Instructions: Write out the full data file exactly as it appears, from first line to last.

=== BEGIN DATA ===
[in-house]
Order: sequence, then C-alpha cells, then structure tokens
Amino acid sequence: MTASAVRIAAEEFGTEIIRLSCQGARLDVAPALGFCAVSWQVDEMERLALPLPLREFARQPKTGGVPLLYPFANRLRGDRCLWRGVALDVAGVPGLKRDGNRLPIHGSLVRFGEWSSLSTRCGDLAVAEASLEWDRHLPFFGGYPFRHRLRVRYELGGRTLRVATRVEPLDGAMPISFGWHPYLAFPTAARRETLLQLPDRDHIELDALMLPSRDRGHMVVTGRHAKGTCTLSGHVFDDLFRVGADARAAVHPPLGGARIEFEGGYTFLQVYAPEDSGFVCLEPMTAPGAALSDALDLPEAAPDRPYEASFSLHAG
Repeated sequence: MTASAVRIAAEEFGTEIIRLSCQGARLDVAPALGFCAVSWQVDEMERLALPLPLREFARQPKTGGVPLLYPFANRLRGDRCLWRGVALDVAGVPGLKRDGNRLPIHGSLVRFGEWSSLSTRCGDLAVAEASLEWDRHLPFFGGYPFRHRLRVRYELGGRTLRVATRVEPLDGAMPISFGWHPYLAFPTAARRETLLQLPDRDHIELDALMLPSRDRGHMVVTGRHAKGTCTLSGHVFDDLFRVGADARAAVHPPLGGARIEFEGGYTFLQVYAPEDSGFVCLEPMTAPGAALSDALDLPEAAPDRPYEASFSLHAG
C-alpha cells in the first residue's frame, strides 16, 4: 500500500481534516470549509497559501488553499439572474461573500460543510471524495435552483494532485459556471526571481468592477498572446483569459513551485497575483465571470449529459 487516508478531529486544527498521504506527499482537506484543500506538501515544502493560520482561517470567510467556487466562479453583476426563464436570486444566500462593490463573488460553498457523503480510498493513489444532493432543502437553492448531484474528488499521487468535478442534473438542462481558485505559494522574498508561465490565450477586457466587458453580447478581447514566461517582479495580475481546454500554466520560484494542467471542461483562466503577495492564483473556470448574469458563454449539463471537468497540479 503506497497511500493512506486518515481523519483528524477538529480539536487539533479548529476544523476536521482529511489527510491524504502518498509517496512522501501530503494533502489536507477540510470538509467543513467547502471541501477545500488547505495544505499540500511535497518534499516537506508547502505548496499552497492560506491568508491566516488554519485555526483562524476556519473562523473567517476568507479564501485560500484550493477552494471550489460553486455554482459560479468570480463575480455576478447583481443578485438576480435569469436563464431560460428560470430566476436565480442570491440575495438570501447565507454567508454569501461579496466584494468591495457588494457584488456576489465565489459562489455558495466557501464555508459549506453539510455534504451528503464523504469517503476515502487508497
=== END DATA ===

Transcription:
[in-house]
Order: sequence, then C-alpha cells, then structure tokens
Amino acid sequence: MTASAVRIAAEEFGTEIIRLSCQGARLDVAPALGFCAVSWQVDEMERLALPLPLREFARQPKTGGVPLLYPFANRLRGDRCLWRGVALDVAGVPGLKRDGNRLPIHGSLVRFGEWSSLSTRCGDLAVAEASLEWDRHLPFFGGYPFRHRLRVRYELGGRTLRVATRVEPLDGAMPISFGWHPYLAFPTAARRETLLQLPDRDHIELDALMLPSRDRGHMVVTGRHAKGTCTLSGHVFDDLFRVGADARAAVHPPLGGARIEFEGGYTFLQVYAPEDSGFVCLEPMTAPGAALSDALDLPEAAPDRPYEASFSLHAG
Repeated sequence: MTASAVRIAAEEFGTEIIRLSCQGARLDVAPALGFCAVSWQVDEMERLALPLPLREFARQPKTGGVPLLYPFANRLRGDRCLWRGVALDVAGVPGLKRDGNRLPIHGSLVRFGEWSSLSTRCGDLAVAEASLEWDRHLPFFGGYPFRHRLRVRYELGGRTLRVATRVEPLDGAMPISFGWHPYLAFPTAARRETLLQLPDRDHIELDALMLPSRDRGHMVVTGRHAKGTCTLSGHVFDDLFRVGADARAAVHPPLGGARIEFEGGYTFLQVYAPEDSGFVCLEPMTAPGAALSDALDLPEAAPDRPYEASFSLHAG
C-alpha cells in the first residue's frame, strides 16, 4: 500500500481534516470549509497559501488553499439572474461573500460543510471524495435552483494532485459556471526571481468592477498572446483569459513551485497575483465571470449529459 487516508478531529486544527498521504506527499482537506484543500506538501515544502493560520482561517470567510467556487466562479453583476426563464436570486444566500462593490463573488460553498457523503480510498493513489444532493432543502437553492448531484474528488499521487468535478442534473438542462481558485505559494522574498508561465490565450477586457466587458453580447478581447514566461517582479495580475481546454500554466520560484494542467471542461483562466503577495492564483473556470448574469458563454449539463471537468497540479 503506497497511500493512506486518515481523519483528524477538529480539536487539533479548529476544523476536521482529511489527510491524504502518498509517496512522501501530503494533502489536507477540510470538509467543513467547502471541501477545500488547505495544505499540500511535497518534499516537506508547502505548496499552497492560506491568508491566516488554519485555526483562524476556519473562523473567517476568507479564501485560500484550493477552494471550489460553486455554482459560479468570480463575480455576478447583481443578485438576480435569469436563464431560460428560470430566476436565480442570491440575495438570501447565507454567508454569501461579496466584494468591495457588494457584488456576489465565489459562489455558495466557501464555508459549506453539510455534504451528503464523504469517503476515502487508497